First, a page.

The Piece of My Mental Illness That Didn't Seem to Fit a Diagnosis

Over the years, it feels like I have been diagnosed with everything. I keep being diagnosed with things, and then the psychiatrist changes his mind. My current diagnoses seem to fit. Bipolar I, generalized anxiety disorder (GAD), panic disorder and social anxiety.

But then there is a piece of my mental illness that doesn’t seem to fit a diagnosis. I have dissociative problems. Sometimes, I’ve had symptoms of amnesia, where I’m unable to remember a traumatic event for up to years later. Occasionally, I have gotten in a car and “woken up” in another city, with no memory of my drive there. Sometimes, nothing feels real. I get confused about what reality is and where I am. Sometimes, I feel like I’m floating in the air watching myself below. Sometimes, I feel like I have multiple selves all wanting to speak. Sometimes, I feel like I change — I shift between parts of myself. Sometimes, I find myself talking and acting differently because I am speaking from a different part of myself.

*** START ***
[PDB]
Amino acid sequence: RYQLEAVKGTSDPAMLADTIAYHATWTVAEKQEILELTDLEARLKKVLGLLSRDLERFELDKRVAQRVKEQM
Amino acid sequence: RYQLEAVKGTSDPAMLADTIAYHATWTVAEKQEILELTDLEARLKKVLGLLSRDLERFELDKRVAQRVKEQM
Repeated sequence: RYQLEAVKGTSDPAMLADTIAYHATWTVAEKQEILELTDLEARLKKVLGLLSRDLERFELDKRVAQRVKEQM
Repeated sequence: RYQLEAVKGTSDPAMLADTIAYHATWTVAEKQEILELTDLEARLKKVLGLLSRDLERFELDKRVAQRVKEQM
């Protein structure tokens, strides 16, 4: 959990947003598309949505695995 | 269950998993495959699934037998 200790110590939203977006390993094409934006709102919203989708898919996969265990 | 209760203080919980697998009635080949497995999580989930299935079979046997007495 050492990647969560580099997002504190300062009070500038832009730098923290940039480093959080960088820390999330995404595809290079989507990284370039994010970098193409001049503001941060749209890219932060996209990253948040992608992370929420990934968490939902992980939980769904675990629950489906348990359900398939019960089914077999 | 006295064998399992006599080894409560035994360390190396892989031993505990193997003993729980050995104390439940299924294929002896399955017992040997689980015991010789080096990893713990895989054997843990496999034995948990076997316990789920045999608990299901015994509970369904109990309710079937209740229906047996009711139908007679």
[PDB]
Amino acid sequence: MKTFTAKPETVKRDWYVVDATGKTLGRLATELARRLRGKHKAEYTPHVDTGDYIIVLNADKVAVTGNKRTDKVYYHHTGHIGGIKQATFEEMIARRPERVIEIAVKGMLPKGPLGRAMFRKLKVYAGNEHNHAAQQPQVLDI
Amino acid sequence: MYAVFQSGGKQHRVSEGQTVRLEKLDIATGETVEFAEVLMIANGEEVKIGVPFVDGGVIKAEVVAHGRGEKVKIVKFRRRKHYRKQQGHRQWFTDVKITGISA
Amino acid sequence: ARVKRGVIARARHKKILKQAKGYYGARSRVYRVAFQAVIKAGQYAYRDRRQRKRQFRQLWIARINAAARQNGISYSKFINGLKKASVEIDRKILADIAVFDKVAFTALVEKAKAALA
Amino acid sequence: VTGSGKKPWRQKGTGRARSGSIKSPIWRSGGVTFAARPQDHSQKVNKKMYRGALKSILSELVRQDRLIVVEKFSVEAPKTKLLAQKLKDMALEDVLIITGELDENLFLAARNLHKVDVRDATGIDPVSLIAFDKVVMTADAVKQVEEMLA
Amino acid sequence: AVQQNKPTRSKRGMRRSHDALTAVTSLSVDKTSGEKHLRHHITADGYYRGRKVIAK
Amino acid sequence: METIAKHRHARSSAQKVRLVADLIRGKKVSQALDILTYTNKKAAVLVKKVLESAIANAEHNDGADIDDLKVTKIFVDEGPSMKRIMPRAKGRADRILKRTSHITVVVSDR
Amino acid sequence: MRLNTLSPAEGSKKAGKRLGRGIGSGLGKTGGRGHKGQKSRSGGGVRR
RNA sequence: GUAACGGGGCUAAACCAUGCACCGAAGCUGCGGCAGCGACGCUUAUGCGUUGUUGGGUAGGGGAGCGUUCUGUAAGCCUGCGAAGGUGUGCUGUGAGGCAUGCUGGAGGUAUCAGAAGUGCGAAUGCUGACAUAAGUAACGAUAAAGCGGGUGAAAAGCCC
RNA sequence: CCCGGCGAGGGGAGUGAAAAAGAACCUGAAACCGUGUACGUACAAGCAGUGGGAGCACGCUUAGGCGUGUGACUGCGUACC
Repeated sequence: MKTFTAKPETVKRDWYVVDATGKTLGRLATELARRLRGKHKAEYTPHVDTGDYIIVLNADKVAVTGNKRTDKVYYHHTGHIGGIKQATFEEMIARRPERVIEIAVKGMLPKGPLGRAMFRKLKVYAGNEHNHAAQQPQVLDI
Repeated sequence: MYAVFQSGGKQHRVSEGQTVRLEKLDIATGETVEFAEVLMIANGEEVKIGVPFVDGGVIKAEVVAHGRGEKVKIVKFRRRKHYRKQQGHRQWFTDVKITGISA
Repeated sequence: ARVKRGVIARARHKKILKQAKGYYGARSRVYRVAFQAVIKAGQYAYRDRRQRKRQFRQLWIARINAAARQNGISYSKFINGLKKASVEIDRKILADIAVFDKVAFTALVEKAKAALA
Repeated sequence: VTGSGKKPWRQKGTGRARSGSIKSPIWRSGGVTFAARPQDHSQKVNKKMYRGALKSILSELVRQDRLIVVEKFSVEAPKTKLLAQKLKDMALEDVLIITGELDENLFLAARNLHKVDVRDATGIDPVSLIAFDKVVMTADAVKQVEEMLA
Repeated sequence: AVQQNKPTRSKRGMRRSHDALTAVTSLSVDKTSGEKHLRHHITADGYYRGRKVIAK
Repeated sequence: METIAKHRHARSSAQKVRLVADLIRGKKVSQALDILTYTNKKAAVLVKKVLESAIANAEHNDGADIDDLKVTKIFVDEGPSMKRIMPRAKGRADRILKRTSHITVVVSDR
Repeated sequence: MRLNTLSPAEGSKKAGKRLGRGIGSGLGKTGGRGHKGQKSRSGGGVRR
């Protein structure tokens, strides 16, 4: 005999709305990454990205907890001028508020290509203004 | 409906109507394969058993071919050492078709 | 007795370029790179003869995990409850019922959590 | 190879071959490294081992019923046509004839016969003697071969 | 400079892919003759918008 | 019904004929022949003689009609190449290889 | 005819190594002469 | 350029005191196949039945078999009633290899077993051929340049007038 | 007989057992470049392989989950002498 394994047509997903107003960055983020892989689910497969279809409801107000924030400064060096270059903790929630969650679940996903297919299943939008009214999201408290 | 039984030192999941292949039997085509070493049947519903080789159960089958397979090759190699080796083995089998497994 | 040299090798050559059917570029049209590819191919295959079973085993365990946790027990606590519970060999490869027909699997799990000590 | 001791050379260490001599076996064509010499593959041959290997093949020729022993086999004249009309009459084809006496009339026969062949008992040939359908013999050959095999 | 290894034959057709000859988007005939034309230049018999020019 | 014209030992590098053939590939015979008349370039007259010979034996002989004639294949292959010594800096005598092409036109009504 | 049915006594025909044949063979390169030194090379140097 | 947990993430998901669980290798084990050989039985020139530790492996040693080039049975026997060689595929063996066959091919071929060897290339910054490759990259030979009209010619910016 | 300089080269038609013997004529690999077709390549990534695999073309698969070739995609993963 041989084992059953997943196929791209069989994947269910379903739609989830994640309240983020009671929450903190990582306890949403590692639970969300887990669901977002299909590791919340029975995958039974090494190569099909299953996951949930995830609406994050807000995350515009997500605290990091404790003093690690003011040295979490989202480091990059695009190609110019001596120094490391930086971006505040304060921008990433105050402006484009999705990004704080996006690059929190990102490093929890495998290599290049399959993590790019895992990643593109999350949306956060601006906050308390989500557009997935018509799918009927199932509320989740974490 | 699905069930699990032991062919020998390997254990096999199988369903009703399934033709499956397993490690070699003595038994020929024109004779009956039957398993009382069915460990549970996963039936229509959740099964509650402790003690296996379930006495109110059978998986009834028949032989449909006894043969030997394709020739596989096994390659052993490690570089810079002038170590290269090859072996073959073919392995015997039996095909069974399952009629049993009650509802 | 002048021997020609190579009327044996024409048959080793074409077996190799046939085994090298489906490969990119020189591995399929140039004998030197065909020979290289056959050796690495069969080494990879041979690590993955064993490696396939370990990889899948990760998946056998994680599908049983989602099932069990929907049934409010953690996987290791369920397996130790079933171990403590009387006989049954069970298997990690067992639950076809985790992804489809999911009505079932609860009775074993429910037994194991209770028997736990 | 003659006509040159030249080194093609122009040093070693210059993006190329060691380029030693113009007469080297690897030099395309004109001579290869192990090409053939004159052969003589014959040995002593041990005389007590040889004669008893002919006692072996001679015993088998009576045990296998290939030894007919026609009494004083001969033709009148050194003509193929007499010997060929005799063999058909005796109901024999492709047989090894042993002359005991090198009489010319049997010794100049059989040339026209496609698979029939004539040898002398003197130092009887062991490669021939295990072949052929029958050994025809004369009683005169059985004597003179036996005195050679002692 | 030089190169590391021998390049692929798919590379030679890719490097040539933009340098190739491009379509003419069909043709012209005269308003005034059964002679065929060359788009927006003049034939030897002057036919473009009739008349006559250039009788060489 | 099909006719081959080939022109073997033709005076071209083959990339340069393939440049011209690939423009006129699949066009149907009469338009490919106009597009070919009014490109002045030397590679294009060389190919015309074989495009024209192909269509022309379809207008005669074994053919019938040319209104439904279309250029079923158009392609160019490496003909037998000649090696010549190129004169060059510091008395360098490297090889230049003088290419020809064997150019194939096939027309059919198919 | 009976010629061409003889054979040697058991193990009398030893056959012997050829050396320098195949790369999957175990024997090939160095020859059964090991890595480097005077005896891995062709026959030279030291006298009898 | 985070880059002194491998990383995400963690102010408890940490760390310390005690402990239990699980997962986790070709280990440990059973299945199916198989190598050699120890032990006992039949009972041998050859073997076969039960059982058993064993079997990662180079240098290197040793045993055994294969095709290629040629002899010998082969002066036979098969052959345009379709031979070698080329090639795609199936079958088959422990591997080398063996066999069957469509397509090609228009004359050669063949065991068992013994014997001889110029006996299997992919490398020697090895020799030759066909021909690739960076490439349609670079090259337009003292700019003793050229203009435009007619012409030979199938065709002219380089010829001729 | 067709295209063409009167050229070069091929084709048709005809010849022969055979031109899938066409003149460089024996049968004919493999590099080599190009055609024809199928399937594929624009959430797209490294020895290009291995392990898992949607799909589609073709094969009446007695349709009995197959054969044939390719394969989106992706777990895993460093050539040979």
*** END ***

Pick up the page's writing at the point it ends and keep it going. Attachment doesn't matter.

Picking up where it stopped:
These experiences are hard for me to understand. I am still trying to figure it all out. They are even harder for me to explain to my husband and friends. I wish I had a diagnosis that fit them. It would make it easier for me to explain myself to myself and others. But no diagnosis fits.

I’ve tried to connect to other people with similar symptoms. But I can’t ever quite find people who relate. I’ve met people online with dissociative identity disorder (DID). I can relate to parts of that disorder. It’s nice talking to these people. But in the end, I felt different from them. I didn’t seem to fit.

Recently, I found another online group for people with DID. I asked the group leader if I could join. I explained I don’t have DID and I shared my story with her. Her response moved me deeply.

She welcomed me warmly and said I would fit in the group. Then she explained by writing, “Dissociative disorders are on a spectrum. There are people with a variety of dissociative disorders in this group.”

Those words shook me to my core. On a spectrum. So maybe I wasn’t alone with my strange group of problems. Maybe I still fit. If there is a spectrum of people experiencing dissociative problems, then I can find a place on that spectrum. Then I can find a group of people who I can relate to. Our stories are all different, but we have experiences in common. “On a spectrum” means I am unique, yet I fit into the puzzle of dissociative disorders.

These words have given me so much encouragement. Now I just need a shorthand way to say, “I’m on the dissociative disorders spectrum!”  Well, for now, that phrase is enough and I am content.

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